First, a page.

SAN FRANCISCO - With over 15,000 car break-ins since January, it's not new for San Franciscans to be, or know, a victim of an auto burglary. If they live in a tourist area, it's even more likely they have watched from their windows as thieves arrive in stolen cars, by daylight, breaking windows, grabbing the vehicle's contents and speeding away to do it again.
With a goal of finding new avenues to address the epidemic, Supervisor Dean Preston called a public hearing of the Board of Supervisors' Government Audit and Oversight Committee on Thursday.
The goal was to learn who's doing the crime, what's being done and what's not working. Also present were Supervisors Connie Chan and Catherine Stefani. They spoke with representatives from the San Francisco Police Department, the San Francisco Municipal Transportation Agency and the city's Office of Economic and Workforce Development.
"Despite various announcements and efforts regarding new initiatives to combat the issue," Preston said, "the city has made no noticeable progress."
Some of those initiatives include a 2017 signage program, called Park Smart, that warns people to not leave belongings in their cars. Another was a 2021 campaign to offer cash rewards for information about groups engaged in the resale of stolen goods.
Preston criticized the signs for being in English-only, and brought forth a new letter from the District Attorney's Office saying no rewards for information have been paid to date. He started the hearing by asking the police to present their most recent data and describe any patterns.
Derrick Jackson, commander of field operations with the San Francisco Police Department, listed several findings including multiple thieves per vehicle, that they operate in daylight hours and they often target tourist areas. Suspects use counter-surveillance and attempts to identify undercover police operations, and following the break-ins, the suspects usually speed away, he said.
San Francisco's police are not allowed to engage in a high-speed chase for stolen goods.
"It's my experience that one suspect, working as part of a group, could be responsible for several dozen auto burglaries in one day," Jackson said.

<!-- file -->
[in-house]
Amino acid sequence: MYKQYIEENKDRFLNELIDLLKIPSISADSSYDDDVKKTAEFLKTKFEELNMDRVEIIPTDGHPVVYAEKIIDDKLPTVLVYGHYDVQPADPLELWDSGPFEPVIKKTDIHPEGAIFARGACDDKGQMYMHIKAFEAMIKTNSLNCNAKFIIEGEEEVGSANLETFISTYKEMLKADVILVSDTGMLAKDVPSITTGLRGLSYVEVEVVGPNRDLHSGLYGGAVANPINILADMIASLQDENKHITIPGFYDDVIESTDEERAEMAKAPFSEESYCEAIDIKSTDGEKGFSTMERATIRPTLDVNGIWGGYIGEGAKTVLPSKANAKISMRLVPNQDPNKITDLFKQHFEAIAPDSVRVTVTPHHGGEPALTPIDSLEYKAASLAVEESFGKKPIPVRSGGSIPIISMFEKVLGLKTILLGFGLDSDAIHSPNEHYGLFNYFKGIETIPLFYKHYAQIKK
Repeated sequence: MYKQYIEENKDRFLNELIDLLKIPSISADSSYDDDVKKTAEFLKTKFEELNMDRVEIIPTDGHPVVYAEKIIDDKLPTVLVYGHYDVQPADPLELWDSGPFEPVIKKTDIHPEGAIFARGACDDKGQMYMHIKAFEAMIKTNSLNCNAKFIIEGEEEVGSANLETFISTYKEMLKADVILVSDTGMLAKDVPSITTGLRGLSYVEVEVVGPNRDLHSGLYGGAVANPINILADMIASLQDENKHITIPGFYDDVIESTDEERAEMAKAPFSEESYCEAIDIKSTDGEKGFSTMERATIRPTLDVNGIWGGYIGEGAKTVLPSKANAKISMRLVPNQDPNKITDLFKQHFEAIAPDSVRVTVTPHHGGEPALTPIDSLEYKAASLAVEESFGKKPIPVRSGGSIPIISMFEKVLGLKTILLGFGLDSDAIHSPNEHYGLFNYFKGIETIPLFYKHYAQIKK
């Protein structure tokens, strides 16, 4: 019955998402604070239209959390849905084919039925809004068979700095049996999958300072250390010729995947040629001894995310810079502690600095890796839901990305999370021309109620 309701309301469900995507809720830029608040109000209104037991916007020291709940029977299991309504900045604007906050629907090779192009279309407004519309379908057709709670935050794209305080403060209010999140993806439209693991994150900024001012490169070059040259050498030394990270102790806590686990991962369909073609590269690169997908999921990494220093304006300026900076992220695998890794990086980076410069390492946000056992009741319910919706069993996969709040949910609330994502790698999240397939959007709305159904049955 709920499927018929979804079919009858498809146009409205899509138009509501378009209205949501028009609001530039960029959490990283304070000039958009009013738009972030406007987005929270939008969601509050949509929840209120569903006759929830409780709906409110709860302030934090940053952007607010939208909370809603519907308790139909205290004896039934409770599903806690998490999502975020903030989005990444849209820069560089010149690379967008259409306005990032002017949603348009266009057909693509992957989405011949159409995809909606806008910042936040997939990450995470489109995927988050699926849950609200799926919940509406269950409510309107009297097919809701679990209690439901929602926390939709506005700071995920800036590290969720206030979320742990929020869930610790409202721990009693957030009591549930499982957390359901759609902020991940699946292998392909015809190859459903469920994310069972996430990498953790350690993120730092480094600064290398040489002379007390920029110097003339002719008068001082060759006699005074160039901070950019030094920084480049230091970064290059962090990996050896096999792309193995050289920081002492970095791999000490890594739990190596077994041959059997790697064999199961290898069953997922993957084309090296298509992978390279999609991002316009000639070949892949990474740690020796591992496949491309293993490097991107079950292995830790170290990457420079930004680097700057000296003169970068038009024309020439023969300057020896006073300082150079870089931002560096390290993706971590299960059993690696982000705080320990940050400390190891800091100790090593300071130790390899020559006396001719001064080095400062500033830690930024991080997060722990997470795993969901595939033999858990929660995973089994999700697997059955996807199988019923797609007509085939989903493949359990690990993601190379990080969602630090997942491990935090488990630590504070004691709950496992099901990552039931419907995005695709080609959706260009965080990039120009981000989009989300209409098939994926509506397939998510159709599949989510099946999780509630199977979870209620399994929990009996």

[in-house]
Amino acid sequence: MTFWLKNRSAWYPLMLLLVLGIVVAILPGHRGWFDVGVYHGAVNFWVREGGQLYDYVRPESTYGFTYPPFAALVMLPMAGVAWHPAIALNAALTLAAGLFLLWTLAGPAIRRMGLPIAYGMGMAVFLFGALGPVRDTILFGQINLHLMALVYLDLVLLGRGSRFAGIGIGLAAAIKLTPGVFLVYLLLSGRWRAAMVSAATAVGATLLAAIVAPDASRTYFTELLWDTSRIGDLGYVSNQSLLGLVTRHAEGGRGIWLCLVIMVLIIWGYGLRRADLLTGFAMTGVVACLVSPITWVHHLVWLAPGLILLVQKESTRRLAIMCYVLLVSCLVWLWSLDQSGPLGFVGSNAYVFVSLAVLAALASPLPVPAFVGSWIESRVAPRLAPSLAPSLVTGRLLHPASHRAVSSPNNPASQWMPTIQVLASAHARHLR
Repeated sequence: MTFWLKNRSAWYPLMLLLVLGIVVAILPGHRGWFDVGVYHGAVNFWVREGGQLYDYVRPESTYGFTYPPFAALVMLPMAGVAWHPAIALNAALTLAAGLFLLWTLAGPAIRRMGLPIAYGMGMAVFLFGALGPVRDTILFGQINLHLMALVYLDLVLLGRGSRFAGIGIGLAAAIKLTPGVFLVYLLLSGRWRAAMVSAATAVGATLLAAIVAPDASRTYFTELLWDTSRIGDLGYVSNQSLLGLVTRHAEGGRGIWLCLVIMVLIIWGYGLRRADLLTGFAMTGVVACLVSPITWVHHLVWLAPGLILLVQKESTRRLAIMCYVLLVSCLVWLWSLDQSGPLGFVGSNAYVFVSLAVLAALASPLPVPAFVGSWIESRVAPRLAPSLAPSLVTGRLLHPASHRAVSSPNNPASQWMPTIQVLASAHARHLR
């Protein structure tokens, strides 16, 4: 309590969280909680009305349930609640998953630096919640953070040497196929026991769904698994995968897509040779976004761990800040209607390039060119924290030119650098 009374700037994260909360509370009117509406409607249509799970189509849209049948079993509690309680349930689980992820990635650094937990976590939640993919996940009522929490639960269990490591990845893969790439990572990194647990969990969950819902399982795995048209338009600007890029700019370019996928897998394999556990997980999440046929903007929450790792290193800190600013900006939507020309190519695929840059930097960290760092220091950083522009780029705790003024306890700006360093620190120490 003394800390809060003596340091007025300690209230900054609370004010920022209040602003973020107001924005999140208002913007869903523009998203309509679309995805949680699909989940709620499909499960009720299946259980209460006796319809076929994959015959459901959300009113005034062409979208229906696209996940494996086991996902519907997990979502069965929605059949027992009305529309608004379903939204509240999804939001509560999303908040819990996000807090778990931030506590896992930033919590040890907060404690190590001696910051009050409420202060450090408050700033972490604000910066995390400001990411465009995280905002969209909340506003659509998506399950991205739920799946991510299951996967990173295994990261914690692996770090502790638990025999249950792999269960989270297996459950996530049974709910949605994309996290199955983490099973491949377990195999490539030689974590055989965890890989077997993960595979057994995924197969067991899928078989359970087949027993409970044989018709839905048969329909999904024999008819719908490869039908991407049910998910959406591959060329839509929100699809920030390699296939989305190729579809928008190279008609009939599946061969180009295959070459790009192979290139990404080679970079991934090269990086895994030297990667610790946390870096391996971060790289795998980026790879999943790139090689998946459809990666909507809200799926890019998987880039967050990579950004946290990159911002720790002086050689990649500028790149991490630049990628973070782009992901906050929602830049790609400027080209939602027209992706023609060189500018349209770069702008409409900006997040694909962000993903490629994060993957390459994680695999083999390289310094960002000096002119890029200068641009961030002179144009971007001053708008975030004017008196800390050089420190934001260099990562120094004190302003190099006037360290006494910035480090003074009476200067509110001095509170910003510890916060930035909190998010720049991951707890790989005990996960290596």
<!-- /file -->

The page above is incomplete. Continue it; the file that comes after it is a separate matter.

"Really the best protection is to not leave any valuables in the car," added Lt. Stephen Jonas, who is in charge of the department's plainclothes operations.
Jackson reported that from January to May of this year, there were 37 people arrested and 14 firearms recovered in plainclothes operations.
Chan, who represents the Richmond District, asked what she should tell her merchants and residents to do. Jonas said citizens make the best witnesses, so people should capture descriptions, share surveillance video, and if it's safe, take photos or videos and call 911.
Preston was visibly frustrated as he tried to draw recommendations from the meeting. Preston asked Jackson if the police were having regular monthly or weekly meetings with other departments outside of law enforcement. Jackson said not regularly.
"There's a lack of coordinated response," Preston said, "and I think that has prevented us from making more progress and prevented us even from having a shared understanding across departments of what strategies are being deployed, what data we have, and how we are measuring success and holding ourselves accountable when it comes to this long-standing problem."
One recommendation that may come from Preston is for regularly scheduled meetings and greater coordination between different departments, including the District Attorney's Office, Recreation and Park Department and the SFMTA.
Other possible changes to come may include newly designed public signs that communicate with pictures, so they can be read by non-English speakers; new digital warning messages that pop-up on Pay-to-Park apps and parking meter screens; more downtown ambassadors warning tourists not to leave belongings in their cars; more streamlined systems for returning stolen property to victims; and efforts to hire more law enforcement.
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